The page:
DIETARY INTAKE IN RELATION TO METABOLIC SYNDROME AND ASSOCIATED RISKS IN CANADIAN ADULTS AND ADOLESCENTS
Type 2 diabetes and cardiovascular disease (CVD), major public health concerns in Canada and worldwide, are the main outcomes of Metabolic Syndrome (MetS). MetS is a clustering of five chronic disease risk factors, including abdominal obesity, dyslipidemia (elevated triglycerides and reduced high-density lipoprotein cholesterol level), hypertension, and elevated fasting plasma glucose. Abdominal obesity and insulin resistance are the main factors contributing to development of MetS and thus CVD and diabetes. Further, dyslipidemia (specifically the total cholesterol/HDL-C ratio) is necessary to be monitored in people with these diseases or risk factors. The Canadian Health Measures Survey (CHMS) has direct health measurements that provide the opportunity to identify risk factors associated with chronic disease. Further, dietary intake has been assessed in CHMS, which can be utilized to evaluate the association with diseases and risk factors controlling for potential covariates. To examine the association between dietary intake with MetS and associated risks and diseases in Canadian adults and adolescents, data from CHMS cycle1, 2007-2009 (n=5604, aged 6-79 y) were used in which dietary intake was assessed using a semi-quantitative food frequency questionnaire. Frequency of food intake (times/day) and the distribution of individuals with and without disease or risk factors by socio-demographic characteristic was determined. Further, the association between dietary intake and each disease or risk factor was evaluated using logistic models. Data manipulation, cleaning, and creation of new variables were done using IBM SPSS statistics for windows, version 20. All statistical analyses were conducted by STATA/SE 11, StataCorp. As per Statistics Canada’s recommendation, data were weighted and bootstrapped using specific commands in STATA in order to be representative of the Canadian population. Physically active Canadians had significantly more milk and dairy product, fresh fruit and vegetable, and fruit and vegetable juice intake compared to inactive Canadians. Low-income households had significantly greater intakes of sugar-sweetened beverages (SSBs) and lower amounts of fresh fruit and vegetables than high-income households. Individuals with the lowest level of education had greatest potato and lowest fruit and vegetable juice intake. The prevalence of abdominal obesity (12-79 y), elevated TC/HDL-C ratio (20-79 y), MetS (12-79 y), and diabetes (20-79 y) was 35.7%, 20.5%, 18.3%, and 7.5%, respectively. The overall estimated percent risk of CVD over 10 years in adults aged 30-74 y was 8.66%. Abdominal obesity had the greatest contribution (~90%) to development of MetS in each age group compared to other components of MetS. Also, abdominal obesity was a strong significant predictor for development of other risk factors and chronic diseases including elevated TC/HDL-C ratio, diabetes, and CVD (OR: 6.12, CI: 2.68-13.96; OR: 2.25, CI: 1.24-4.06, OR: 1.4, CI: 1.06-1.87, respectively). High consumption of diet soft drink was associated with increased risk of abdominal obesity, Mets, diabetes, and elevated TC/HDL-C ratio. High consumption of fruit and vegetables and cereal was associated with decreased risk of CVD over 10 years whereas potato intake increased the risk. Intake of nuts appeared to be associated with reduction in the risk of MetS among Canadians. Dietary fat intake of one to less than 5 times/week was associated with increased risk of abdominal obesity in individuals over 40 years of age compared to 12-19 y individuals. Further, “ever drinking” alcohol compared to “never drinking” alcohol was associated with decreased risk of diabetes and elevated TC/HDL-C ratio. Low level of education contributed to development of abdominal obesity. Thus, abdominally obese individuals with specifically elevated TC/HDL-C ratio are at risk of developing MetS, CVD, and diabetes. They need to be educated with specific focus on physical activity, and greater intake of fruit and vegetables, nuts, and lower intake of dietary fat, diet soft drinks, and potato. Additionally, considering the social determinants which might contribute to increase the risk of chronic diseases or risk factors such as income, housing, accessibility to facilities in neighborhoods, school programs, or community programs is essential.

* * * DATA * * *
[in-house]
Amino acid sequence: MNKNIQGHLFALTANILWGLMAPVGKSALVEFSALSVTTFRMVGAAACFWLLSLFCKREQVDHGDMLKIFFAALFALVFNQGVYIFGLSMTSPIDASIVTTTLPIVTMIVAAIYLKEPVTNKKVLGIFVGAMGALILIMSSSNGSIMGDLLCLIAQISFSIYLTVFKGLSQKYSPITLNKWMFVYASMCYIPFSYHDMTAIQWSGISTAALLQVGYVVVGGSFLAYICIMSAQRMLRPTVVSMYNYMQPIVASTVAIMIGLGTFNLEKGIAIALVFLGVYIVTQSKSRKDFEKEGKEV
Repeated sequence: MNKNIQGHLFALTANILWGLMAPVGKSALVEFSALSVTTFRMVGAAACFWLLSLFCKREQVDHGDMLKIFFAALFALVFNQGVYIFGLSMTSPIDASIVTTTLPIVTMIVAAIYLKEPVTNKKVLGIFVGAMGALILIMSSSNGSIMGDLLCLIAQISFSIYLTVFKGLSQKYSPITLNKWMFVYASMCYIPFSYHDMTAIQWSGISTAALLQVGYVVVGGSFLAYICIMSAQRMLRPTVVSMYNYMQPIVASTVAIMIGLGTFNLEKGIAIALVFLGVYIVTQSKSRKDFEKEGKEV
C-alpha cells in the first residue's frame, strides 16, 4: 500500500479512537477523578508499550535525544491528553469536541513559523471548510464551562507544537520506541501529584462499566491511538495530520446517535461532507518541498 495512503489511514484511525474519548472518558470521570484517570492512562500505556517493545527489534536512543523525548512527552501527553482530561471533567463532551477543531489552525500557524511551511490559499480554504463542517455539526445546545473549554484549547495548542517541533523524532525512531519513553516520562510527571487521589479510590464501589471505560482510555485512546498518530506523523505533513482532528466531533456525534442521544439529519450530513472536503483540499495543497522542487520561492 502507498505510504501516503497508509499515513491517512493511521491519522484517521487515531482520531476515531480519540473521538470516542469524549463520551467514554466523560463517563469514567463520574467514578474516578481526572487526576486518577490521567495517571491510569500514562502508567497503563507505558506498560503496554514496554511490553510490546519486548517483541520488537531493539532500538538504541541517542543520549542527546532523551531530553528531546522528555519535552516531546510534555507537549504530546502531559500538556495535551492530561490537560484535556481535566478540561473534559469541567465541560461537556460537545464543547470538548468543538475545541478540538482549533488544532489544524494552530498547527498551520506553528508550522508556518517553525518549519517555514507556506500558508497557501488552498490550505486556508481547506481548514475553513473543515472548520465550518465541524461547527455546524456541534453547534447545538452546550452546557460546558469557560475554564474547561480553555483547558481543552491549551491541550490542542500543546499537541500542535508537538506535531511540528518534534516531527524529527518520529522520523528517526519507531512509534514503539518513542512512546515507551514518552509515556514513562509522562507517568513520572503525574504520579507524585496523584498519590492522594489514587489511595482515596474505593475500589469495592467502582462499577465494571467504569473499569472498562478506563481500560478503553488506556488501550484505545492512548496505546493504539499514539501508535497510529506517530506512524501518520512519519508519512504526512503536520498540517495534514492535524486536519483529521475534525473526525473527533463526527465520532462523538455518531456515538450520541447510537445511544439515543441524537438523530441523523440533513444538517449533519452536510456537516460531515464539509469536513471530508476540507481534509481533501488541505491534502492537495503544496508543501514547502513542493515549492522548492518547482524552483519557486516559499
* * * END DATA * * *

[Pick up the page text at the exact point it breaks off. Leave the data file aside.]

dietary intake, metabolic syndrome, Canadian, adult, adolescents, cardiovascular disease, diabetes, abdominal obesity
Doctor of Philosophy (Ph.D.)
Pharmacy and Nutrition